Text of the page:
Past Meets Present
With the South African Defender 90 now in Trevor’s hands, Pat had added incentive to check out his workshop
EVEN BEFORE I acquired my Land Rover Defender 90 2.8i Station Wagon, from South Africa, with its factory-fitted six cylinder BMW petrol engine, LRM editor Patrick Cruywagen had been threatening to visit my workshop. But now that my 2.8i was home, there was that added incentive for Patrick to come and see what I was up to.
My workshop is usually not the most tidy of locations – there is always one or more Land Rover in situ, usually in some state of dismantle. Presently there are two long-term projects in the workshop (I usually prefer to have only one), as well as a full rolling 130 chassis and associated parts – so my place was particularly chaotic when Patrick arrived. Nonetheless, being a true Land Rover enthusiast, my visitor was more interested in hearing about all three of the vehicles that were under my roof, rather than the organised chaos – and I was more than happy to talk at length about them all.
But where was the 2.8i Station Wagon? We jumped into my 90 to drive the three-quarter mile trip to my storage barn, where the South African Land Rover was waiting under a pair of dust covers, alongside my classic tractors and various Land Rover chassis waiting their turn to be fitted. We soon had the covers off the Land Rover and Patrick gave the truck a full critical inspection... and declared it to be a very good purchase! “Shall we take it out for a drive?” Silly question, of course we will! We soon had the straight-six petrol engine running and the Land Rover was carefully eased out of the barn, for a drive around the surrounding private roads. The engine was running beautifully, although overall much quieter than Patrick’s 2.8i 110 Station Wagon. This was because my 90 remains in standard form for now – original exhaust system, with no chip or remap.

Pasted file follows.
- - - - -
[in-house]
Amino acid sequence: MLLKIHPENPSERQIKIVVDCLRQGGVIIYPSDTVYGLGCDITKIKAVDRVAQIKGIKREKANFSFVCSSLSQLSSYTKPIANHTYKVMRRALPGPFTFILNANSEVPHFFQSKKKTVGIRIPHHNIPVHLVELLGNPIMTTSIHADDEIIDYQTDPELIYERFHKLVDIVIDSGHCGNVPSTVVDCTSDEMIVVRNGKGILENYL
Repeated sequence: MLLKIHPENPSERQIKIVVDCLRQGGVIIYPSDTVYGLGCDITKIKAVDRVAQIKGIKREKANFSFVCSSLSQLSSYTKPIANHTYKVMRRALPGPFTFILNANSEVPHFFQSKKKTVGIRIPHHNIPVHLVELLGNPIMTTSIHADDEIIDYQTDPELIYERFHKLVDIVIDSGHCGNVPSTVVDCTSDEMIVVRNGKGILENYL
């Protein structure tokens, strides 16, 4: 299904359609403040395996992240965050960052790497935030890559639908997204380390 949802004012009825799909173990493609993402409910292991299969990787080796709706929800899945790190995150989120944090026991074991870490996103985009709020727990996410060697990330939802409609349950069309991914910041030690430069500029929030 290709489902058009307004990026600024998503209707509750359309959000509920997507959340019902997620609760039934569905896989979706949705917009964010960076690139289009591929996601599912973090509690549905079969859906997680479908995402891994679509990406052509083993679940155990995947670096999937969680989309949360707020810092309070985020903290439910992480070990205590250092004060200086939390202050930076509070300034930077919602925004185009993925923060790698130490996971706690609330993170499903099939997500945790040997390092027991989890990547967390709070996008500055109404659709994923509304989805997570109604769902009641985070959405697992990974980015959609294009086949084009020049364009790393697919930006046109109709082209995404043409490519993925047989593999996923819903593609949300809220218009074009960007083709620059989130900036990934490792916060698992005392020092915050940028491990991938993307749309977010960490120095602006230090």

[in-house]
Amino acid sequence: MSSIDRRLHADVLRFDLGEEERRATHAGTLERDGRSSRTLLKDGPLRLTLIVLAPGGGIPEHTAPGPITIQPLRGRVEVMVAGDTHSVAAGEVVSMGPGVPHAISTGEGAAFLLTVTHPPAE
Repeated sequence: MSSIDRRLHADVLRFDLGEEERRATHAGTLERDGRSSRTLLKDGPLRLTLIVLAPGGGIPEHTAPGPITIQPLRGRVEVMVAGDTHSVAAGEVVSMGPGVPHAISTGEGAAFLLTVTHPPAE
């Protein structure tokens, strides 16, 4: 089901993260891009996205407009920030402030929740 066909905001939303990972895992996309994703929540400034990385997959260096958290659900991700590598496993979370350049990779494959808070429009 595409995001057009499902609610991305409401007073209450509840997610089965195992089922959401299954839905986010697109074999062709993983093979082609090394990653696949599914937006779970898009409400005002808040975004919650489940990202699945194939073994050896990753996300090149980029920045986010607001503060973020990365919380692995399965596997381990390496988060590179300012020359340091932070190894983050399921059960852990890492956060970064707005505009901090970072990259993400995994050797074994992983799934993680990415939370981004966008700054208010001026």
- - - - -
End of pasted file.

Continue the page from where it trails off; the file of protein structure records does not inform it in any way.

We talked through the process of getting the 2.8i registered for the United Kingdom and one of the main hurdles seems to be the emissions test element of the MOT. The South African Land Rover is unlikely to pass emissions as it stands and I will either have to find a cooperative MOT tester, or remedy the emissions problem. I had always planned to have a stainless steel exhaust system fitted to this very special Land Rover, at Demand Engineering Ltd – who are extremely talented in all aspects of exhaust design and manufacture. I called the boss, Dan Dew, to ask him if he had a solution for my emissions issue. “No problem Trev – we can fit a catalytic converter to your exhaust system, which will keep the MOT guys happy”.
So I am planning to take the Station Wagon back over to England soon, for Demand Engineering to work their magic on my exhaust system and make the Land Rover MOT compliant. I can then proceed with getting it UK registered. On the way to Demand Engineering is the new Land Rover Legends show in Oxford and I have been asked to help out on the Demand Engineering stand, so my 2.8i will probably feature – and I might just get a deal on my exhaust system for helping out. Please pop by and say hello.
My 2.8i has a spare wheel carrier that commemorates the 2009 Defender Trophy event in South Africa – an event that Patrick actually attended. So it was remarkable to realise that a Land Rover that Patrick witnessed competing back then, out in the South African bush, was now in front of him almost 9000 road miles away in Northern Ireland, of all places eh!
Pat excitedly discovers he went to the same event
TREVOR CUTHBERT CONTRIBUTOR